How to Evaluate Noise Exposure

How to Evaluate Noise Exposure

The first step toward solving any noise problem is to define it. To understand what requirements must be implemented according to OSHA’s noise standard, it is necessary to determine exposure levels. The following sections provide information about evaluating noise exposure levels:

  • Walk-around Survey
  • Work-shift Sampling
  • Instruments Used to Conduct a Noise Survey

Walk Around Survey

A walk-around survey should be performed to screen for noise exposures and to determine if additional monitoring is necessary. When screening for noise exposures, sound level meter measurements and estimates of the duration of exposure are sufficient. The resulting spot readings can be used to determine the need for a more thorough evaluation.

If the results of the walk-around survey indicate time-weighted average (TWA) exposures of 80 dBA or more, then additional noise monitoring should be performed.

Do I Have a Noise Problem in My Workplace

Work-shift Sampling

When the results of the walk-around survey indicate that the noise levels may exceed those outlined in OSHA’s noise standard, additional monitoring is necessary. Establish a sampling protocol for your workplace. A general protocol is provided as an example below.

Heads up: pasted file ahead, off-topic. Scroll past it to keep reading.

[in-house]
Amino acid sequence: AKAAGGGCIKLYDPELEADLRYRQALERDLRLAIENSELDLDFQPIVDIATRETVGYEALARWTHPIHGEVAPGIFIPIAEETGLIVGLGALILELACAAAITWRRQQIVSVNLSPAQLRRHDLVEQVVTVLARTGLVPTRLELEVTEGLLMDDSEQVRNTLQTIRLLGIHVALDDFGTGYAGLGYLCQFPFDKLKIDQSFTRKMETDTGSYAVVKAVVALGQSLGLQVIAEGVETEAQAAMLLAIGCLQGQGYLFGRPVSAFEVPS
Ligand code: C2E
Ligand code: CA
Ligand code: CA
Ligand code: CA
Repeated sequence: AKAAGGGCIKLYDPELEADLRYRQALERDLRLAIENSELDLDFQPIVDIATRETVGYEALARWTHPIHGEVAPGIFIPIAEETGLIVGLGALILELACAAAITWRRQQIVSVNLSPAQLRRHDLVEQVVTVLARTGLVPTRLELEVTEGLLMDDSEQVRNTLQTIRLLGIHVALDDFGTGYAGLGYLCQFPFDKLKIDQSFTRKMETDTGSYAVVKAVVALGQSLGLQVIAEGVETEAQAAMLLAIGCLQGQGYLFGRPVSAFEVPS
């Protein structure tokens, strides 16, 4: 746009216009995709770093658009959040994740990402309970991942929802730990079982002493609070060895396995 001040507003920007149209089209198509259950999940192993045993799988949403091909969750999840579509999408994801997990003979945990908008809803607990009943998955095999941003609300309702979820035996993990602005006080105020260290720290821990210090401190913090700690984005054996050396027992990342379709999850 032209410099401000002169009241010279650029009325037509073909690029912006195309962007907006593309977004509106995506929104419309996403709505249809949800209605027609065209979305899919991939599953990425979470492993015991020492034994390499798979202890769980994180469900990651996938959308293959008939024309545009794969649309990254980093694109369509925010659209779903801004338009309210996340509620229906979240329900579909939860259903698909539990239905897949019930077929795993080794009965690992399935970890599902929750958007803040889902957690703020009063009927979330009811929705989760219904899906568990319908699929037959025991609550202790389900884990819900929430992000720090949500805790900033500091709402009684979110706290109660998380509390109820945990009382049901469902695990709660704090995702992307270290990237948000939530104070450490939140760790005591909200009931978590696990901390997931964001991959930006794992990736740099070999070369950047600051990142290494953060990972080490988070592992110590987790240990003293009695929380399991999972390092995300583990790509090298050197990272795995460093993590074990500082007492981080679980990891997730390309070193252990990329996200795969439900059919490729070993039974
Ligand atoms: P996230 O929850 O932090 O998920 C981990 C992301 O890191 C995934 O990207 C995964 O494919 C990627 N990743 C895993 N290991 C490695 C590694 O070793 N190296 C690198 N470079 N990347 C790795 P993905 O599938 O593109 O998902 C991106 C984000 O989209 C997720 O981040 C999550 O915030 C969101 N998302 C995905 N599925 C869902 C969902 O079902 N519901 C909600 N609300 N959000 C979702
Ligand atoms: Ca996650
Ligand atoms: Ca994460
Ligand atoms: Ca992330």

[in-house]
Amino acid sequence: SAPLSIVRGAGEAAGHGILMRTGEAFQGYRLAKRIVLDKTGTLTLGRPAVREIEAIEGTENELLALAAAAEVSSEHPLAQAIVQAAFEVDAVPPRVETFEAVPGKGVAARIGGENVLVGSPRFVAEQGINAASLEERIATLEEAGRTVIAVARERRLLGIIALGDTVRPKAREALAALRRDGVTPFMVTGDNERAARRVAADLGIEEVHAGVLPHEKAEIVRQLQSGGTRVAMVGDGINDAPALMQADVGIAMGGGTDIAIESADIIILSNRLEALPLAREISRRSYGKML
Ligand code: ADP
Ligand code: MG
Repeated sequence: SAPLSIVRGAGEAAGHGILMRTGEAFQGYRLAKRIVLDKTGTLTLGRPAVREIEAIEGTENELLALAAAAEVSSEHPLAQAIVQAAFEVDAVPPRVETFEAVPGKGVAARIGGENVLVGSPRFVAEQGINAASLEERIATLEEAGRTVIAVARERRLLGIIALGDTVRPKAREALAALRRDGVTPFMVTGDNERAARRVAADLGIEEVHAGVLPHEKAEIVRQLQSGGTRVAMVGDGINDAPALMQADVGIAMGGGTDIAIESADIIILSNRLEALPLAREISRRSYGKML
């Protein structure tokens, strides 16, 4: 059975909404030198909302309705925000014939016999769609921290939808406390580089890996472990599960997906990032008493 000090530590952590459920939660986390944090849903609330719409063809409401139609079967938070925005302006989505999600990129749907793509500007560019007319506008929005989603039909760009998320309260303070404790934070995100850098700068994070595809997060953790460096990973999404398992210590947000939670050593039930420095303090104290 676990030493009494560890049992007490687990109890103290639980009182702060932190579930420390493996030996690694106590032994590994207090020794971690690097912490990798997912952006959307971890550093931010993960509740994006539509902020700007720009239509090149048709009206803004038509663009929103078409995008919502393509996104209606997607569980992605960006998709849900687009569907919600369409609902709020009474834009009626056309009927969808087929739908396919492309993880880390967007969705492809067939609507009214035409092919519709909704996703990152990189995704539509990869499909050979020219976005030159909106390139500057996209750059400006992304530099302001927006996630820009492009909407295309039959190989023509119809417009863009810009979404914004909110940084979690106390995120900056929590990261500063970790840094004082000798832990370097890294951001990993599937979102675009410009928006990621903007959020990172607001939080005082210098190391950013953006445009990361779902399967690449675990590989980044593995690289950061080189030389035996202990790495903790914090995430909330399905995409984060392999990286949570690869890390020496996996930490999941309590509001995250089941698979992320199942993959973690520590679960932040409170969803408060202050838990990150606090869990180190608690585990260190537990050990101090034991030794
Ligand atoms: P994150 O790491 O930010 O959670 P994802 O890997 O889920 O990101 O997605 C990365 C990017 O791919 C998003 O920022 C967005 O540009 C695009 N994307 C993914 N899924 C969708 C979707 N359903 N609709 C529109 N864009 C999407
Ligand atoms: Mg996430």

1. Inform the employee being monitored that the dosimeter (noise sampling equipment) should not interfere with his/her normal duties, and emphasize that the employee should continue to work as usual.
  2. Explain the purpose of the dosimeter to each employee being sampled and emphasize that the dosimeter is not a speech recording device.
  3. Instruct the employee being sampled not to remove the dosimeter unless absolutely necessary and not to cover the microphone with a coat or outer garment or move it from its installed position. Inform the employee when and where the dosimeter will be removed.
  4. Check the dosimeter periodically to ensure the microphone is properly oriented.
  5. Obtain and note sound level meter readings during different phases of work the employee performs during the shift.
  6. Record the information required on the OSHA-92 Noise Survey Report.

Personal and Area Monitoring

Personal monitoring: A sound level meter can also be positioned within the immediate vicinity of the exposed worker to obtain an individual exposure estimate.

Area monitoring: This method can be used to estimate noise exposure when the noise levels are relatively constant and employees are not mobile. In workplaces where employees move about in different areas or where the noise intensity tends to fluctuate over time, noise exposure is generally more accurately estimated by the personal monitoring approach.

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